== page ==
Address =                  
PrivateKey = <pi_privatekey>
DNS =                 # you can also use your own DNS server

PublicKey = <vps_publickey>
Endpoint = <vps ip>:37466     # do not forget to put your VPS IP here
AllowedIPs =, ::/0
PersistentKeepalive = 25      # keep connections alive across NAT

You have to add two iptables rules permanently. Since the command is temporary and does not persist reboots, I recommend adding them to the file /etc/rc.local.

$ iptables -A FORWARD -i wg0-client -j ACCEPT
$ iptables -t nat -A POSTROUTING -o eth0 -j MASQUERADE

Similarly to what we did on the public host, we need to enable IP forwarding. Do not forget to make it permanent.

$ sysctl net.ipv4.ip_forward=1

Set up the Wireguard client:

$ wg-quick up wg0-client

And enable it on boot:

$ sudo systemctl enable [email protected]

So far, from the VPS, you should be able to ping any device on your local network. If that works, then the setup is working and we now only need to setup the third client, the client that you will connect to the Wireguard when you’re outside your home and need to access some of your devices.

The client

The client (your smartphone, computer, etc) is the easiest. Here’s the configuration:

PrivateKey = <client_privatekey>
Address =
DNS =                     # you can use your own!

PublicKey = <vps_publickey>
AllowedIPs =
Endpoint = <vps ip>:37466
PersistentKeepalive = 25

On your phone, it can be easily added through the Wireguard app. The same on the computer. This will create a full tunnel VPN. However, if you just want to access your local network, while using your current Internet connection for everything else, you can create a split tunnel client. For that, you just need to change the AllowedIPs field to your network subnet:

And you’re done! From your smartphone you should be able to ping and access any device on your private network by their local IP. I want to thank to the many guides like this that I found online and helped me with this!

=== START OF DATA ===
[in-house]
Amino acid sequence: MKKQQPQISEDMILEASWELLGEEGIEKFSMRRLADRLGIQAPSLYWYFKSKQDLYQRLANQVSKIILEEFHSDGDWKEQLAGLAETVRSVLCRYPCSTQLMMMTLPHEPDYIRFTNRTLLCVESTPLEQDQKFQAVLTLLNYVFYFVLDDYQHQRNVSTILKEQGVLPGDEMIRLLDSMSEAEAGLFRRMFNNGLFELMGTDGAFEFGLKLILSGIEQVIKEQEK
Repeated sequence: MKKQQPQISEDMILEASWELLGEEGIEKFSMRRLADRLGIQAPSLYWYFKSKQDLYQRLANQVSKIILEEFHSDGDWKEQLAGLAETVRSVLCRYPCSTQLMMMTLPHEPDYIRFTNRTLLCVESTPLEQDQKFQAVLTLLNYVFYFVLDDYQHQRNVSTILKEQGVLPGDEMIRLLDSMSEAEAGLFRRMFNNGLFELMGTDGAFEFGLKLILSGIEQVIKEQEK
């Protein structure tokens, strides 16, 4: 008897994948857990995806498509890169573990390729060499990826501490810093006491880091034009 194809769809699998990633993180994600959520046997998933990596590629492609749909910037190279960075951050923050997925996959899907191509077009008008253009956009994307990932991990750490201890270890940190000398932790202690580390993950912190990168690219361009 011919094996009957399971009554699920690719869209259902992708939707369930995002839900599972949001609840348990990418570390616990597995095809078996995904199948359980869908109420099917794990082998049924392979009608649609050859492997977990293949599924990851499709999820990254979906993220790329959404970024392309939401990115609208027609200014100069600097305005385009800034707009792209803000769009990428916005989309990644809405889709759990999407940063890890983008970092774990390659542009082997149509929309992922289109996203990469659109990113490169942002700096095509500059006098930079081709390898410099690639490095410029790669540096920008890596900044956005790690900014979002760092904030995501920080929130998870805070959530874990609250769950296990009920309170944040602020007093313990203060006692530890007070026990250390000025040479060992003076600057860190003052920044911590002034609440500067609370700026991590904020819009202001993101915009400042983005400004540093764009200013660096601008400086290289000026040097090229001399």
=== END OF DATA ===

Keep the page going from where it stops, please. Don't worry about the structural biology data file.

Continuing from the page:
I recently moved from the place where I was staying at to my own studio. In addition, since I was building a computer, I wanted to be able to access remotely to its capabitities, as well as any other device I have at home. Thus, I thought: let's set up a VPN!

Interactions (6)
Anonymous Anonymous said: In order to get it to work, I had to open the port on my Vultr firewall AND add this line. "sudo ufw allow 37466/udp" Working great now! Thanks for the write-up!08 Apr 2022 14:01
Anonymous Anonymous said: I have setup things as described - however after after installing some OS updates on the VPS despite having set the client to work with full tunnel, all traffic that does not go to the local subnet now gets routed to the internet using the VPS ip. Any idea what might cause this?29 Jan 2022 22:20
Henrique Dias Henrique Dias said: Weirdly enough, the name Tailscale caught my eye and I decided to investigate what it is. I checked their website and it seems that they use Wireguard to do the kind of configuration I explained some time ago. I’m curious: besides the easyness of use, what other advantages do you see on using Tailsc…20 Oct 2021 17:58
codebreaker101 codebreaker101 said: I'm looking to create a small box, probably raspberry pi, that I will give to my clients that will allow me to connect to their local network and have access to heir devices on the network. All that they need to do is plugin power and ethernet. It should not require to have any ports open or require…06 Sep 2021 10:13
Anonymous Anonymous said: Are you sure this line is correct: sudo systemctl enable [email protected] Perhaps your blogging platform auto-added the link?09 May 2021 13:50
Anonymous Anonymous said: Dont forget to open the used Port in the Settings of the VPS!11 Mar 2021 20:49